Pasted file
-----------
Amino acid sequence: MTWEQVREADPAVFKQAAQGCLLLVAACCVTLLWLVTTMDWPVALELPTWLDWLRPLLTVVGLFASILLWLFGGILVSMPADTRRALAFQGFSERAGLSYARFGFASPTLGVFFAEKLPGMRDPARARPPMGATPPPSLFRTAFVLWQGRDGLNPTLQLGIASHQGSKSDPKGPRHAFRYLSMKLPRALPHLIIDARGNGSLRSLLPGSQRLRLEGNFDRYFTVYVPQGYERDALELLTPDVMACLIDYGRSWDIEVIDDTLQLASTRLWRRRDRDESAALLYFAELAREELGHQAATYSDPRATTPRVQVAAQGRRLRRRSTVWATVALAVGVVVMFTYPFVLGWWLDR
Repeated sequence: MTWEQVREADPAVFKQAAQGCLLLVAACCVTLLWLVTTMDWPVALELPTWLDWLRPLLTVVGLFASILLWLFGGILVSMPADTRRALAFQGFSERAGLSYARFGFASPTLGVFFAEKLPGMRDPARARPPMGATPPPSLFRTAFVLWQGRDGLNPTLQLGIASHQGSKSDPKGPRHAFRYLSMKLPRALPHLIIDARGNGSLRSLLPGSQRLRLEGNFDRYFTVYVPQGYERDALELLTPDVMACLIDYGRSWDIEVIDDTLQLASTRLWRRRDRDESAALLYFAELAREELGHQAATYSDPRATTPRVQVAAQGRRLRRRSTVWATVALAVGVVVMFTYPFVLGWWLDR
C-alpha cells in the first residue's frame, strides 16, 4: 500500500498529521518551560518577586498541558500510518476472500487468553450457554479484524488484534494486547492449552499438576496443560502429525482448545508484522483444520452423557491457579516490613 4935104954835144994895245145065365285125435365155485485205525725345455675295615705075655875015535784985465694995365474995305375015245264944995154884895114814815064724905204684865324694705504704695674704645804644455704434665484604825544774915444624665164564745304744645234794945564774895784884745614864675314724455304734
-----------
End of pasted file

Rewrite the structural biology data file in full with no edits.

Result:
Amino acid sequence: MTWEQVREADPAVFKQAAQGCLLLVAACCVTLLWLVTTMDWPVALELPTWLDWLRPLLTVVGLFASILLWLFGGILVSMPADTRRALAFQGFSERAGLSYARFGFASPTLGVFFAEKLPGMRDPARARPPMGATPPPSLFRTAFVLWQGRDGLNPTLQLGIASHQGSKSDPKGPRHAFRYLSMKLPRALPHLIIDARGNGSLRSLLPGSQRLRLEGNFDRYFTVYVPQGYERDALELLTPDVMACLIDYGRSWDIEVIDDTLQLASTRLWRRRDRDESAALLYFAELAREELGHQAATYSDPRATTPRVQVAAQGRRLRRRSTVWATVALAVGVVVMFTYPFVLGWWLDR
Repeated sequence: MTWEQVREADPAVFKQAAQGCLLLVAACCVTLLWLVTTMDWPVALELPTWLDWLRPLLTVVGLFASILLWLFGGILVSMPADTRRALAFQGFSERAGLSYARFGFASPTLGVFFAEKLPGMRDPARARPPMGATPPPSLFRTAFVLWQGRDGLNPTLQLGIASHQGSKSDPKGPRHAFRYLSMKLPRALPHLIIDARGNGSLRSLLPGSQRLRLEGNFDRYFTVYVPQGYERDALELLTPDVMACLIDYGRSWDIEVIDDTLQLASTRLWRRRDRDESAALLYFAELAREELGHQAATYSDPRATTPRVQVAAQGRRLRRRSTVWATVALAVGVVVMFTYPFVLGWWLDR
C-alpha cells in the first residue's frame, strides 16, 4: 500500500498529521518551560518577586498541558500510518476472500487468553450457554479484524488484534494486547492449552499438576496443560502429525482448545508484522483444520452423557491457579516490613 4935104954835144994895245145065365285125435365155485485205525725345455675295615705075655875015535784985465694995365474995305375015245264944995154884895114814815064724905204684865324694705504704695674704645804644455704434665484604825544774915444624665164564745304744645234794945564774895784884745614864675314724455304734